Colombia’s prison authority moved “Jesus Santrich,” a FARC leader who went on hunger strike after he was arrested on a US drug trafficking charge, to a religious facility in Bogota.
Santrich, who went on hunger strike almost immediately after his arrest on April 9, was taken to the Roads of Liberty Foundation, a facility run by Colombia’s Catholic Church.
The long-time FARC ideologue was taken out of the hospital at the request of religious authorities and the United Nations on humanitarian grounds.
His defense attorneys and fellow FARC leaders have denied the US claim that Santrich tried to export 10 tons of cocaine to the United States and is the victim of a conspiracy.
While at the Roads of Liberty Foundation in downtown Bogota, the FARC leader will continue to be under the custody of prison authorities, the military and police, deputy Justice Minister Carlos Medina told Blu Radio.
The FARC leader has refused medical attention other than medication he received before he began his hunger strike.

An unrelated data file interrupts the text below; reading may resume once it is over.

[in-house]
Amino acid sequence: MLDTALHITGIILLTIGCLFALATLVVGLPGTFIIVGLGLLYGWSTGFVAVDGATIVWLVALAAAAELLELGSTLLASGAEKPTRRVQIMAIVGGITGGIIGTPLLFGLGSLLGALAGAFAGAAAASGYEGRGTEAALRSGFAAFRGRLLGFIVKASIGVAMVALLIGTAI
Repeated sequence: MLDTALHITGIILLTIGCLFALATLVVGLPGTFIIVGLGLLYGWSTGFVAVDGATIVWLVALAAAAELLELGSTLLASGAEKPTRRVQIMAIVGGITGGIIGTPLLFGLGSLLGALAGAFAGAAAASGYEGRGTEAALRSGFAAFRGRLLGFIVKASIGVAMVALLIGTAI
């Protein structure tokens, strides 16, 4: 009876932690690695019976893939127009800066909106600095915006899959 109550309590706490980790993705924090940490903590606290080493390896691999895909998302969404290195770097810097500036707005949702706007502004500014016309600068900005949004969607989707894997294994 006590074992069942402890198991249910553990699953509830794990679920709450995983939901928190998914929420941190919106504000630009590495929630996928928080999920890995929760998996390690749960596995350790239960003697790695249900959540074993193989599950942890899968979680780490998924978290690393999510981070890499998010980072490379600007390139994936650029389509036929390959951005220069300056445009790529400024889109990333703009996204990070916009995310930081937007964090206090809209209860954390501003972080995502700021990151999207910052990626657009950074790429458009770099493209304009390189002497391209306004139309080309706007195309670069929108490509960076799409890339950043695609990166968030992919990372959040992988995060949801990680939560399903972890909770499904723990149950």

“Because of our constitution and the law, the State may not intervene if Santrich decides to let himself die,” Medina said.
Santrich, 51, was taken to hospital on April 26 after his hunger strike produced health complications. His move to the religious facility was carried out on humanitarian grounds.
Santrich wrote Senator Ivan Cepeda and former Minister Alvaro Leyva on Thursday that he would maintain his hunger strike.
Authorities did not reveal specifics about the FARC leader’s health.
The congressional peace commissions and former peace negotiator Humberto de la Calle have asked President Juan Manuel Santos to reconsider the US’extradition.
Santrich’s extradition or death could risk unraveling Colombia’s peace agreement with the FARC, which surrendered its weapons last year.
The guerrillas’ patience has been tested by a multitude of government failures to comply with the 2016 peace deal that sought to end more than half a century of armed conflict.
Santrich and other FARC leaders, as well as members of the military, are expected to take part in a transitional justice system that seeks to find justice for war crimes after decades of impunity.
The armed conflict left more than 265,000 people dead and more than 7 million displaced.